On December 24, 2008 partial skeletal human remains were found in a heavily wooded area on Dixie River Road in Charlotte, North Carolina. Forensic investigators determined the deceased to be a White/Caucasian male, 18-30 years old, and 5’5” to 5’11” tall. According to NamUs, the still unidentified young man had died approximately three years prior to being found. No information has been disclosed as to the cause and manner of death. However, the case is being treated as a homicide.
NamUs ID: UP51512
Date Body Found: December 24, 2008
Estimated Age: 18-30
Estimated PMI: 3 years
Location: Charlotte, NC
Agency of Jurisdiction
Charlotte-Mecklenburg Police Department, Homicide Unit
Dawn Martin, Detective
Link to More Information
Image Credit: Image compiled by Jack Friess, DNA Doe Project.
DNA connects man who went missing in 2003 to body recovered in 2008
Mecklenburg John Doe 2008 identified as Jose Espinosa of Charlotte
Charlotte, NC – The DNA Doe Project and the Charlotte-Mecklenburg Police Department have confirmed the identity of a man found December 24, 2008 as Jose Espinoza, who had been reported missing in May, 2003.
When investigators located the partial skeletal remains in 2008, they estimated that the man had died about three years earlier, and that he was Caucasian. Unable to identify him through traditional techniques, the case went cold until they reached out to the DNA Doe Project in 2020 to try investigative genetic genealogy to make an identification. The case required multiple attempts to produce a workable DNA Profile, and shortly after the DNA Doe Project’s team of volunteer investigative genetic genealogists began their research, it became clear that the man’s ancestry pointed to Central America.
“My team is so proud to be able to aid in the identification of Mr. Espinoza,” said team leader Gwen Knapp. “This case had challenging genealogy due to endogamy, adoptions and record availability.”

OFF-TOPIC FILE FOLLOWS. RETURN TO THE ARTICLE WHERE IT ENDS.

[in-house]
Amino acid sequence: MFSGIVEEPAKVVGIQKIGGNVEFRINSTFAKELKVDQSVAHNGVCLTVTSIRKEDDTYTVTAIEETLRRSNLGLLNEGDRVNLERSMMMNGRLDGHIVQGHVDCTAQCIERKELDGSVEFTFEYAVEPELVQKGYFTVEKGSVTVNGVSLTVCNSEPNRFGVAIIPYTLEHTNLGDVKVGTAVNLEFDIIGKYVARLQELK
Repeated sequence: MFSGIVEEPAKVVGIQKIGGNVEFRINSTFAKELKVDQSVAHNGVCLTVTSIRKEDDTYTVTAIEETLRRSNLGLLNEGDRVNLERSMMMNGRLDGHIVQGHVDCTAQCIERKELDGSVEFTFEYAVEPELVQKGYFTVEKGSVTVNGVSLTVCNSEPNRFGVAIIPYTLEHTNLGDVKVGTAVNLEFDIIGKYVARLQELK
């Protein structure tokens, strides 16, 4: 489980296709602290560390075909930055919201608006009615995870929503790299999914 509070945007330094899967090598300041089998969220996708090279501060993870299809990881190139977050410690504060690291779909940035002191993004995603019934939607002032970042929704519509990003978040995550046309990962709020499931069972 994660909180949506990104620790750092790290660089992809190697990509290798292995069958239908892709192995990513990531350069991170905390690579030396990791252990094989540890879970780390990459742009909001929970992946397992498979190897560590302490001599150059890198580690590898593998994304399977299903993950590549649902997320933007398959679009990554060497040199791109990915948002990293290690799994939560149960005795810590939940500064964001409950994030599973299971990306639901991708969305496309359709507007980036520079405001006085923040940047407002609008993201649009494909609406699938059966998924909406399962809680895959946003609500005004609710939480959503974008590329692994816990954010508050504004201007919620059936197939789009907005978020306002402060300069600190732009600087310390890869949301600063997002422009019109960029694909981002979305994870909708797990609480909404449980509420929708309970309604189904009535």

A routine review of missing persons in the National Missing and Unidentified Persons System (NamUS) by DNA Doe Project investigators located the record for Jose Espinosa, who had not been ruled out in the initial investigation. “The team was able to use clues the DNA provided to re-evaluate reported missing persons for potential identities,” Knapp shared. “DDP suggested Mr. Espinoza as a candidate and the agency was able to confirm that 2008 Mecklenburg County John Doe was indeed Mr. Jose Espinoza. This was truly a collaborative effort between the agency and DDP.”
The DNA Doe Project wishes to acknowledge the contributions of the groups and individuals who helped solve this case: the Charlotte-Mecklenburg Police, who entrusted the case to the DNA Doe Project; Astrea Forensics for extraction of DNA from tooth and bone; HudsonAlpha Discovery for sequencing; Kevin Lord of Saber Investigations for bioinformatics; GEDmatch Pro and FTDNA for providing their databases;and DDP’s dedicated teams of volunteer investigative genetic genealogists who work tirelessly to bring victims home.
About the DNA Doe Project
The DNA Doe Project is a 501(c)(3) non-profit organization with the mission to identify John and Jane Does and return them to their families and communities. Investigative genetic genealogy research is provided pro bono to our partners in law enforcement, but the organization relies on donations to fund lab costs and operational support of our volunteers. To date, DDP has helped resolve more than 100 cases of unidentified human remains. For more about our work and to join our mission, visit our website: https://dnadoeproject.org.
Last Updated: June 13, 2023